Matt's Old

Fiddling with Rambler's since 1995

Rambler American Restoration

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Power Steering Conversion

My `68 American is a low option car. One of the options I like on any car is power steering. Installing the power steering is a simple task on most AMC's since the basic steering setup only had a few changes from the mid sixties until 1987.

The first step in installing power steering is to find a suitable donor car. If your car was made before 1975 and has a straight 6 (199, 232, or 258), you'll need to find a pre `75 donor car. If you have a Pacer, you'll need to find a Pacer with power steering. Pacer's use rack and pinion and everything else uses a recirculating ball type. Make sure the donor is the same body type as your car. Jeep systems are probably different from car systems as well. Earlier cars have a single piece steering shaft that will need modified to accept the power steering from a later car. For my American, my choices are another American, a Hornet, or a Gremlin. The donor in my case was a `73 Hornet. If you are going for an original appearance, the pump reservoir changed in `72. The pump internals are the same so as long as the reservoir isn't damaged, parts are still easy to get.

What you need to remove from the car depends on the cost of the used parts and the core charges on any rebuilt parts you'll need. At the very minimum, you'll need the pump brackets, the pulleys, any clamps for the hoses, the steering coupler (also called a rag joint -- it's different between manual and power steering boxes) and the spacer behind the steering gear box (`74 and earlier only). You may also need a spacer between the fan and water pump pulley (I don't need it on my American). Leave the hoses. If the salvage yard isn't ripping you off, grab the pump and steering gear as well. The core charges are only about $50 so if the yard wants more than this, leave them behind.

After you get the parts, you'll need to clean everything up. A pump rebuild kit is about $10 and they only take an hour or two to rebuild (you don't even need any special tools!). If the reservoir is beat up, you may want to get a rebuilt pump anyway so you don't need to worry about leaks. You should also put new seals in the steering gear or order a rebuilt one. New hoses are a must as is a new pitman arm. Both are cheap (they cost me about $17 each). The old hoses can cause a problem if they are contaminated (my pump was filled with motor oil so the hoses would have absorbed this as well) or they can split and make a mess. Putting a used steering part in is just stupid. If it breaks, you'll crash. You should also replace the rubber in the steering coupler between the steering gear and the steering shaft (they're available in the Help products section as a GM part). I've never seen one break but they get old and hard and you can get vibrations from the steering transmitted to the wheel. Also make sure to get a new belt and some power steering fluid.

Once everything is ready to install, it's time to remove the manual gear and install the power one. Install the new pitman arm on the power steering gear (Make sure the box is at the center of its travel and the pitman arm is parallel to the steering input shaft). Make sure the manual box still in the car is also centered. Use some masking tape to make a mark on the steering column that shows which way is up so you don't accidentally get the steering wheel upside down (not that I've ever done that!). You'll need a service manual for your year car for the rest of this, but here are some generic steps to switching the gears:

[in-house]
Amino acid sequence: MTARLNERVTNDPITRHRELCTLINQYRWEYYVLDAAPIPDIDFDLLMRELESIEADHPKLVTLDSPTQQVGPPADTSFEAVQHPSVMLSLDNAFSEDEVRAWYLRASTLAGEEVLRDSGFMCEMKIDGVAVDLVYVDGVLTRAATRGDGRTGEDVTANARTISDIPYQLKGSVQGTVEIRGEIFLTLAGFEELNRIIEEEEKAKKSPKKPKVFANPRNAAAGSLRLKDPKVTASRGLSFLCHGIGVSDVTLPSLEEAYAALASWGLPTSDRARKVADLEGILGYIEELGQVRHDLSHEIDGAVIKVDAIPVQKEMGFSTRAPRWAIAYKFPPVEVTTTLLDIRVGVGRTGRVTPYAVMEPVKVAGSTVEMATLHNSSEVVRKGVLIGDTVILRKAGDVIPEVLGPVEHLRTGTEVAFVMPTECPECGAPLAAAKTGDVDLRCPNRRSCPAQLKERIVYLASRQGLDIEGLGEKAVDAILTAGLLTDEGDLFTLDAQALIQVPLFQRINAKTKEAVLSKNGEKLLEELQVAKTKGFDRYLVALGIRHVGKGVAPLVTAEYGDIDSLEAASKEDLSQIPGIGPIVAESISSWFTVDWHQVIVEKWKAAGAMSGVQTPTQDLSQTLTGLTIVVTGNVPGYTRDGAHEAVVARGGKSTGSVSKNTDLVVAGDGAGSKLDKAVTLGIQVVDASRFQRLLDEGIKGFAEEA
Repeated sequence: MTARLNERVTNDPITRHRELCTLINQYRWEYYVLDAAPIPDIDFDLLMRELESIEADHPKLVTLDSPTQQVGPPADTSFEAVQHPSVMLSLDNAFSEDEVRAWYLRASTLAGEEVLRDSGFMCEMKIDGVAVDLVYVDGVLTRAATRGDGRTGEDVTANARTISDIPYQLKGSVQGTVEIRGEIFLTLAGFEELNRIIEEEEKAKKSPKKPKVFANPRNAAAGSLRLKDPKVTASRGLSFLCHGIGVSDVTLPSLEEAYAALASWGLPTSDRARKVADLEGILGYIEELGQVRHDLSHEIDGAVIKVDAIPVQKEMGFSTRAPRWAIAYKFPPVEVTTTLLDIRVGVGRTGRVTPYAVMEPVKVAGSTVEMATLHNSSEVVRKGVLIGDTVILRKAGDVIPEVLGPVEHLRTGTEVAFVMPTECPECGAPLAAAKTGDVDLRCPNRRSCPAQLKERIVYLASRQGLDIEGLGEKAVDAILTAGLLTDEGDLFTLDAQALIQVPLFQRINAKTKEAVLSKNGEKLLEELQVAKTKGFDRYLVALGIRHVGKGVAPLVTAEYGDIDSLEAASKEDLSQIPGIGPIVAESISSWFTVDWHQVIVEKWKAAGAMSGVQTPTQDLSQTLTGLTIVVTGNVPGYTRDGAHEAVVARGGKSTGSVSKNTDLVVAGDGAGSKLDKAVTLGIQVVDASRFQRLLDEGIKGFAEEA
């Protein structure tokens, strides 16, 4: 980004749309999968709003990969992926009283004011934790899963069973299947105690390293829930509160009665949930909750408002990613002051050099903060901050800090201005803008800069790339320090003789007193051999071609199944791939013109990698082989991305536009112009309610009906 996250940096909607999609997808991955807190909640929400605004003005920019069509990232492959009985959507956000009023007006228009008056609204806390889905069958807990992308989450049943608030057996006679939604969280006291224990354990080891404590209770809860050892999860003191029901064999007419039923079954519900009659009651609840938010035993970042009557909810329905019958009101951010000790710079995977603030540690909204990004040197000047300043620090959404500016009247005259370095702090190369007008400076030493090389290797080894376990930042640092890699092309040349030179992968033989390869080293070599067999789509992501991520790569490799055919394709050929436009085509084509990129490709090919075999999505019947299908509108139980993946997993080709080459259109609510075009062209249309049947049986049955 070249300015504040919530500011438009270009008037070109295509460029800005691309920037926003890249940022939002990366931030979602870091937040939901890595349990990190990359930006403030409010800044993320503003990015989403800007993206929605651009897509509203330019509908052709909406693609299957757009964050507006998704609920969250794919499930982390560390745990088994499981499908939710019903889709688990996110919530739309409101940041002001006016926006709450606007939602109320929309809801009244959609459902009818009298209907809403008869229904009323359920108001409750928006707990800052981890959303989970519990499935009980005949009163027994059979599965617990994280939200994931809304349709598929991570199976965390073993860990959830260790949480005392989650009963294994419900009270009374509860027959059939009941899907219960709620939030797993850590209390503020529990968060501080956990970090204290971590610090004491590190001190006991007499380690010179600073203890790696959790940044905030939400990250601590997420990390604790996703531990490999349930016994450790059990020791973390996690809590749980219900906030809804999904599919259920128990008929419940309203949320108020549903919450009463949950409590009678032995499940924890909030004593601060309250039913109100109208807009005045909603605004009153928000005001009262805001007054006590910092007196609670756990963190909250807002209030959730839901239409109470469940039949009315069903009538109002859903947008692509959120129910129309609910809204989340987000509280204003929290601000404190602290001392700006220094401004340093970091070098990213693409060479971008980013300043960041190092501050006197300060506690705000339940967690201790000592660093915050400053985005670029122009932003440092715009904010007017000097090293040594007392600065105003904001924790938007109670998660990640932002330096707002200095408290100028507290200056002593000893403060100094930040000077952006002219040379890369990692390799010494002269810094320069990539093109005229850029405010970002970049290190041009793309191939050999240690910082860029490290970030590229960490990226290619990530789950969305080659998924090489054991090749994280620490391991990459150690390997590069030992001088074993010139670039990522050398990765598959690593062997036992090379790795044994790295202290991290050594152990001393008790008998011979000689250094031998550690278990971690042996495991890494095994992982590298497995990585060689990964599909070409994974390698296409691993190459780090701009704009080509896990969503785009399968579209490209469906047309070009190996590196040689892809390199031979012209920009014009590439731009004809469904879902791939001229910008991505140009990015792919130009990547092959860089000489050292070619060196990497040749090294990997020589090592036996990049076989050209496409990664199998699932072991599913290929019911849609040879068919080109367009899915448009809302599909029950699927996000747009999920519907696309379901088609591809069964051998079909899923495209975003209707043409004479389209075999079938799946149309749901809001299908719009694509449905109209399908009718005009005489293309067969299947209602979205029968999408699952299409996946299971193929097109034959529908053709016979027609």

• Remove the rag-joint through bolts.
  • Disconnect the pitman arm from the center link. A tie-rod removal tool is the best but you can use a pickle fork (it looks like a giant tuning fork) if you don't have one.
  • Remove the bolts that hold the steering gear to the car. Pay attention to where they came from as they may be different lengths.
  • Check the car for any cracks or rust-outs where the box was mounted. Take care of any problems you find. Failure to do this will result in a car that is unsafe.
  • Put the rag joint on the power steering gear (the TSM will detail how to align it properly) and install the bolts loosely. Reconnect the rag joint to the steering shaft and follow any steps needed to align the steering shaft with the input shaft of the power steering box. Your service manual will list the steps needed. Once everything is lined up, tighten the bolts. Check your service manual for the torque specs.
  • Reconnect the pitman arm to the center link and torque the nut to specs. Make sure the wheels are pointed straight ahead and that the steering wheel is in the correct position. It may be off slightly due to a change in the alignment. Don't forget to grease the pitman arm.
  • Install the pump and its brackets and any pulleys you need along with a new belt.
  • Connect the hoses. Make sure to connect the pressure and return hoses correctly. Install any retaining brackets for the hoses.
  • Fill the power steering pump with fluid and start the car. With it running, add fluid until the reservoir is at the full cold mark. Check for leaks and correct any you find.
  • Jack the front of the car up so the front tires are off the ground (make sure to support it on jack stands). Turn the steering from lock to lock several times. The pump will make a bunch of noise and the steering will be jerky until the air is worked out of the system. Make sure and check the fluid level while you are doing this. Take the car for a short drive (10-15 minutes) and make sure everything is working properly. The fluid should now be to the full hot mark. Add fluid as needed.
  • You'll need to have the cars alignment adjusted since alignment specs for power and manual steering cars are generally different.

Last Updated 01/05/04 09:32:30 PM